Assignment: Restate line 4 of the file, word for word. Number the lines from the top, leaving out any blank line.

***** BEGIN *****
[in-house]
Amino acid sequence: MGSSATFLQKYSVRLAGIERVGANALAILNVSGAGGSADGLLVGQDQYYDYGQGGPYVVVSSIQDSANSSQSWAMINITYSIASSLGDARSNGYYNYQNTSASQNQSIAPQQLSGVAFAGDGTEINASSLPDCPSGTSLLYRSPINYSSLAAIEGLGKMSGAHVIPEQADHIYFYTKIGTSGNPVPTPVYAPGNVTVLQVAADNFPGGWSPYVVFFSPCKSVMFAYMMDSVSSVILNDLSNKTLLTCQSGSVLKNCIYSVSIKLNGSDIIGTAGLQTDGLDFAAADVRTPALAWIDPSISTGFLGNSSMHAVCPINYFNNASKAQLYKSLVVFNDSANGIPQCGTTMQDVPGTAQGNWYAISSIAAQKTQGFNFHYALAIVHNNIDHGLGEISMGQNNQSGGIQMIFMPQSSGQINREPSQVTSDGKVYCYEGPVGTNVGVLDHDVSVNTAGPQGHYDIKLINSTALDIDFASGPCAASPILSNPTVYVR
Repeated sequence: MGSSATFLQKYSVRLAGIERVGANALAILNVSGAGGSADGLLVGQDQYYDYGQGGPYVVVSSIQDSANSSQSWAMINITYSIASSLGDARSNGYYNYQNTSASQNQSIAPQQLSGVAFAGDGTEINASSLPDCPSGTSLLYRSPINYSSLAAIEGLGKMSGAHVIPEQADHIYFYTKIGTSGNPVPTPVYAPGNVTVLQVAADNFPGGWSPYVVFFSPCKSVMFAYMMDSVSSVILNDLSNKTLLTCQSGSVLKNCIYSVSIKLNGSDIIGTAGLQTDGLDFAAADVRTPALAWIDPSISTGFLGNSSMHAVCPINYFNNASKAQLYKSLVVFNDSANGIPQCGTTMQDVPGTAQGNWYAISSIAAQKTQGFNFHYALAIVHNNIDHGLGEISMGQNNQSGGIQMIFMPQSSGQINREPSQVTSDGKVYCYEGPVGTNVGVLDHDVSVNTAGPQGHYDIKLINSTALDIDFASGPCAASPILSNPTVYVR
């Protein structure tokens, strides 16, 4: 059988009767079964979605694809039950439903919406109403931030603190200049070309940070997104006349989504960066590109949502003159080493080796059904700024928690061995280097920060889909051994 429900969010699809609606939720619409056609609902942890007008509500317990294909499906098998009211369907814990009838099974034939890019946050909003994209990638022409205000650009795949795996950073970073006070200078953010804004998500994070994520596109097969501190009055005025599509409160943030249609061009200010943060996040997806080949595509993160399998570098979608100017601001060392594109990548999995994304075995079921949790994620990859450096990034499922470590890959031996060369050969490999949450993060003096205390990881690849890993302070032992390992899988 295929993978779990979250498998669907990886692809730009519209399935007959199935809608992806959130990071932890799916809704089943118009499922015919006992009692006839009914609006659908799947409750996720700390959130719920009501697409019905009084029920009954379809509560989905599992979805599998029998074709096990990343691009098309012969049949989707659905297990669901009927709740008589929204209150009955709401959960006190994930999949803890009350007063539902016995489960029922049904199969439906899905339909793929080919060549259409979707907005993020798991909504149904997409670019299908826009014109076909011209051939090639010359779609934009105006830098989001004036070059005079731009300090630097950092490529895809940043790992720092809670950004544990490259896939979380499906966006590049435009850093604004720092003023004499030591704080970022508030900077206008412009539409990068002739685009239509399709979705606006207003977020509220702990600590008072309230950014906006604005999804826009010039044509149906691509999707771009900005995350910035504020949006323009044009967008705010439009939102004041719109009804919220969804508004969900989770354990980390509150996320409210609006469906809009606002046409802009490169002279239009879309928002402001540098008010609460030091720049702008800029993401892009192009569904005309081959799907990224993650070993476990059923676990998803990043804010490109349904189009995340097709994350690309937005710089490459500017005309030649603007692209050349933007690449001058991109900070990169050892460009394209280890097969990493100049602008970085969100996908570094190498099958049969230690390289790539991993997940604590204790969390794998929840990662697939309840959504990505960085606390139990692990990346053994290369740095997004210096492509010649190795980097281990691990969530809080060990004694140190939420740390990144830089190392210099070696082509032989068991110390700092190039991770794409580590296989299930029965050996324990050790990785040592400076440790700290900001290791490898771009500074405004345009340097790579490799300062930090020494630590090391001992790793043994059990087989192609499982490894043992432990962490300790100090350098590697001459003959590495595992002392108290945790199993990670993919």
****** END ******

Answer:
């Protein structure tokens, strides 16, 4: 059988009767079964979605694809039950439903919406109403931030603190200049070309940070997104006349989504960066590109949502003159080493080796059904700024928690061995280097920060889909051994 429900969010699809609606939720619409056609609902942890007008509500317990294909499906098998009211369907814990009838099974034939890019946050909003994209990638022409205000650009795949795996950073970073006070200078953010804004998500994070994520596109097969501190009055005025599509409160943030249609061009200010943060996040997806080949595509993160399998570098979608100017601001060392594109990548999995994304075995079921949790994620990859450096990034499922470590890959031996060369050969490999949450993060003096205390990881690849890993302070032992390992899988 295929993978779990979250498998669907990886692809730009519209399935007959199935809608992806959130990071932890799916809704089943118009499922015919006992009692006839009914609006659908799947409750996720700390959130719920009501697409019905009084029920009954379809509560989905599992979805599998029998074709096990990343691009098309012969049949989707659905297990669901009927709740008589929204209150009955709401959960006190994930999949803890009350007063539902016995489960029922049904199969439906899905339909793929080919060549259409979707907005993020798991909504149904997409670019299908826009014109076909011209051939090639010359779609934009105006830098989001004036070059005079731009300090630097950092490529895809940043790992720092809670950004544990490259896939979380499906966006590049435009850093604004720092003023004499030591704080970022508030900077206008412009539409990068002739685009239509399709979705606006207003977020509220702990600590008072309230950014906006604005999804826009010039044509149906691509999707771009900005995350910035504020949006323009044009967008705010439009939102004041719109009804919220969804508004969900989770354990980390509150996320409210609006469906809009606002046409802009490169002279239009879309928002402001540098008010609460030091720049702008800029993401892009192009569904005309081959799907990224993650070993476990059923676990998803990043804010490109349904189009995340097709994350690309937005710089490459500017005309030649603007692209050349933007690449001058991109900070990169050892460009394209280890097969990493100049602008970085969100996908570094190498099958049969230690390289790539991993997940604590204790969390794998929840990662697939309840959504990505960085606390139990692990990346053994290369740095997004210096492509010649190795980097281990691990969530809080060990004694140190939420740390990144830089190392210099070696082509032989068991110390700092190039991770794409580590296989299930029965050996324990050790990785040592400076440790700290900001290791490898771009500074405004345009340097790579490799300062930090020494630590090391001992790793043994059990087989192609499982490894043992432990962490300790100090350098590697001459003959590495595992002392108290945790199993990670993919």